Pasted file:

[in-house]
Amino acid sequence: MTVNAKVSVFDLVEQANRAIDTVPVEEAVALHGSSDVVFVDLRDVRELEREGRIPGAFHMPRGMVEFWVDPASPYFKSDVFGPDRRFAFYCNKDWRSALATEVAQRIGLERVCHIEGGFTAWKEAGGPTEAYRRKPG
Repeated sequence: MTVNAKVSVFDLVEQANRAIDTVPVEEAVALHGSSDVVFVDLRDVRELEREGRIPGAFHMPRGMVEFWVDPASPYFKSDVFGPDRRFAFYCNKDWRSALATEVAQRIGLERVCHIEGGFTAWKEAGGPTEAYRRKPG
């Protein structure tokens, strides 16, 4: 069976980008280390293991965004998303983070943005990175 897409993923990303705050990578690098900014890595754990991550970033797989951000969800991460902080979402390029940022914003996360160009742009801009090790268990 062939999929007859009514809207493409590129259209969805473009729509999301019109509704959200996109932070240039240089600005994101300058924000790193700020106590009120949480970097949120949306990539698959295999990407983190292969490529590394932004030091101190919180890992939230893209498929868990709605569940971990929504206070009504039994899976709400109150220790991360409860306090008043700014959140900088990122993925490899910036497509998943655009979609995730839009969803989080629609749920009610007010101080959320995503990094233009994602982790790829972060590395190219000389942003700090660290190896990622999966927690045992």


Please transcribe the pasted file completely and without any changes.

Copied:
[in-house]
Amino acid sequence: MTVNAKVSVFDLVEQANRAIDTVPVEEAVALHGSSDVVFVDLRDVRELEREGRIPGAFHMPRGMVEFWVDPASPYFKSDVFGPDRRFAFYCNKDWRSALATEVAQRIGLERVCHIEGGFTAWKEAGGPTEAYRRKPG
Repeated sequence: MTVNAKVSVFDLVEQANRAIDTVPVEEAVALHGSSDVVFVDLRDVRELEREGRIPGAFHMPRGMVEFWVDPASPYFKSDVFGPDRRFAFYCNKDWRSALATEVAQRIGLERVCHIEGGFTAWKEAGGPTEAYRRKPG
């Protein structure tokens, strides 16, 4: 069976980008280390293991965004998303983070943005990175 897409993923990303705050990578690098900014890595754990991550970033797989951000969800991460902080979402390029940022914003996360160009742009801009090790268990 062939999929007859009514809207493409590129259209969805473009729509999301019109509704959200996109932070240039240089600005994101300058924000790193700020106590009120949480970097949120949306990539698959295999990407983190292969490529590394932004030091101190919180890992939230893209498929868990709605569940971990929504206070009504039994899976709400109150220790991360409860306090008043700014959140900088990122993925490899910036497509998943655009979609995730839009969803989080629609749920009610007010101080959320995503990094233009994602982790790829972060590395190219000389942003700090660290190896990622999966927690045992």